Ray MJ. Marsh NA. Just SJ. Perrin EJ. O'Brien MF. Hawson GA. Preoperative platelet dysfunction increases the benefit of aprotinin in cardiopulmonary bypass. Annals of Thoracic Surgery. 63(1):57-63, 1997.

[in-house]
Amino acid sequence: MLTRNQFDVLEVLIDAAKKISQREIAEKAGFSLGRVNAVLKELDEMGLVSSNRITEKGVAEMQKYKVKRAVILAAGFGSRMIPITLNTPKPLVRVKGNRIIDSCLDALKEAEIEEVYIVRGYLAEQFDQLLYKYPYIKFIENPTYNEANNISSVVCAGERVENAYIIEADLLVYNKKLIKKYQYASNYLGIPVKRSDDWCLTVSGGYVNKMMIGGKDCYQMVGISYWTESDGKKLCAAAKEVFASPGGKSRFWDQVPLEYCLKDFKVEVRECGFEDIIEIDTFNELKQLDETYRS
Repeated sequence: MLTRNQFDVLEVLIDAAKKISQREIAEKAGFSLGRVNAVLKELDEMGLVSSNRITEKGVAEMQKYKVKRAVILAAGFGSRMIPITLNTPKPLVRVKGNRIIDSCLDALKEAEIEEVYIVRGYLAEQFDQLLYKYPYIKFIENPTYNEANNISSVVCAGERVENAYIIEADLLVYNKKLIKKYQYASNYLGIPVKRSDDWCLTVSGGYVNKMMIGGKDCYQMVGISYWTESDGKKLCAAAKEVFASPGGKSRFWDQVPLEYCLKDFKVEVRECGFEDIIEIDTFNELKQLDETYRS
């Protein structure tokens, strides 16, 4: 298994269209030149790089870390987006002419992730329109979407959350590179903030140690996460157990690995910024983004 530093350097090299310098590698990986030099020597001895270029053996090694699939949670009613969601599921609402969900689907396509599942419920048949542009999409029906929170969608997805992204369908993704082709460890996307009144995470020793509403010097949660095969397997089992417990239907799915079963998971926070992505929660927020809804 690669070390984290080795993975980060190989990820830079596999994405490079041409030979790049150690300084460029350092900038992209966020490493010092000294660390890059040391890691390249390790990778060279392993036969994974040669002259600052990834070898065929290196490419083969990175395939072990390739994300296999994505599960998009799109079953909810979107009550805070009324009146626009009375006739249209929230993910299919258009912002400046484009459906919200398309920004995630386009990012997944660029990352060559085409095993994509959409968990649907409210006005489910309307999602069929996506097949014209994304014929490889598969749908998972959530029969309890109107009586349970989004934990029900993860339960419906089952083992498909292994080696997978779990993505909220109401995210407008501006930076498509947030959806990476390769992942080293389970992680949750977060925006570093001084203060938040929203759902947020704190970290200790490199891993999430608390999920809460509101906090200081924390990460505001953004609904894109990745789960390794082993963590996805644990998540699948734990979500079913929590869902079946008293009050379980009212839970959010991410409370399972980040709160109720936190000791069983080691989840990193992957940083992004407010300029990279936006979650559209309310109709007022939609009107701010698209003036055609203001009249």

This study was designed to determine the benefit of aprotinin therapy in reducing bleeding during and after cardiopulmonary bypass in patients with preoperative platelet dysfunction. Platelet function involvement in the mechanism by which aprotinin acts was also investigated. In a double-blind, randomized study, patients received high-dose aprotinin (n = 54) or placebo (n = 52). Whole blood aggregation was measured preoperatively. Platelet function and activation in both groups were assessed intraoperatively and postoperatively at five times. Aprotinin significantly reduced perioperative bleeding and postoperative blood transfusion. Placebo-treated patients with reduced preoperative platelet aggregation bled more postoperatively, but aprotinin reduced the bleeding in patients with normal or reduced platelet function to similar levels. Any cardiopulmonary bypass-induced changes in platelet aggregation, platelet activation as measured by P-selectin expression, and von Willebrand factor antigen and function were similar in aprotinin-treated and placebo-treated groups. The authors conclude that the mechanism by which aprotinin reduced bleeding was independent of any effect on platelet function. However, aprotinin produced a greater reduction in bleeding among patients whose condition was hemostatically compromised by preoperative platelet dysfunction.